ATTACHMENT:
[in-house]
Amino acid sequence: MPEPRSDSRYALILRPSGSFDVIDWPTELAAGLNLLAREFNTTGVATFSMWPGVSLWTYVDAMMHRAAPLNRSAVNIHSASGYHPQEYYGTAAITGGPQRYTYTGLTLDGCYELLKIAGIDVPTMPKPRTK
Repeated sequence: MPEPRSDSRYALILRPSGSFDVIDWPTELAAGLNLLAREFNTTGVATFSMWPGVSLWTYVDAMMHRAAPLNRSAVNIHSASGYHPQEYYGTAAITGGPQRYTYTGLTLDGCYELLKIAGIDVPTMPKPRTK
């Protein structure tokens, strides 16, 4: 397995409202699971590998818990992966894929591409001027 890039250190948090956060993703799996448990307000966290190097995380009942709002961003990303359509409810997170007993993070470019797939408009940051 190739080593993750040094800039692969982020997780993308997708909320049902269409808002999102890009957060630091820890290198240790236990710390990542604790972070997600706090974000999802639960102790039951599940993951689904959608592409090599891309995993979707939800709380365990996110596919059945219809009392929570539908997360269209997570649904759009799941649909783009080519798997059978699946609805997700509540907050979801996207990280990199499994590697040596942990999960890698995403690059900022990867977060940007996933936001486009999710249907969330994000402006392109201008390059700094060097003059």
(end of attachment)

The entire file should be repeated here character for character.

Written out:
[in-house]
Amino acid sequence: MPEPRSDSRYALILRPSGSFDVIDWPTELAAGLNLLAREFNTTGVATFSMWPGVSLWTYVDAMMHRAAPLNRSAVNIHSASGYHPQEYYGTAAITGGPQRYTYTGLTLDGCYELLKIAGIDVPTMPKPRTK
Repeated sequence: MPEPRSDSRYALILRPSGSFDVIDWPTELAAGLNLLAREFNTTGVATFSMWPGVSLWTYVDAMMHRAAPLNRSAVNIHSASGYHPQEYYGTAAITGGPQRYTYTGLTLDGCYELLKIAGIDVPTMPKPRTK
């Protein structure tokens, strides 16, 4: 397995409202699971590998818990992966894929591409001027 890039250190948090956060993703799996448990307000966290190097995380009942709002961003990303359509409810997170007993993070470019797939408009940051 190739080593993750040094800039692969982020997780993308997708909320049902269409808002999102890009957060630091820890290198240790236990710390990542604790972070997600706090974000999802639960102790039951599940993951689904959608592409090599891309995993979707939800709380365990996110596919059945219809009392929570539908997360269209997570649904759009799941649909783009080519798997059978699946609805997700509540907050979801996207990280990199499994590697040596942990999960890698995403690059900022990867977060940007996933936001486009999710249907969330994000402006392109201008390059700094060097003059």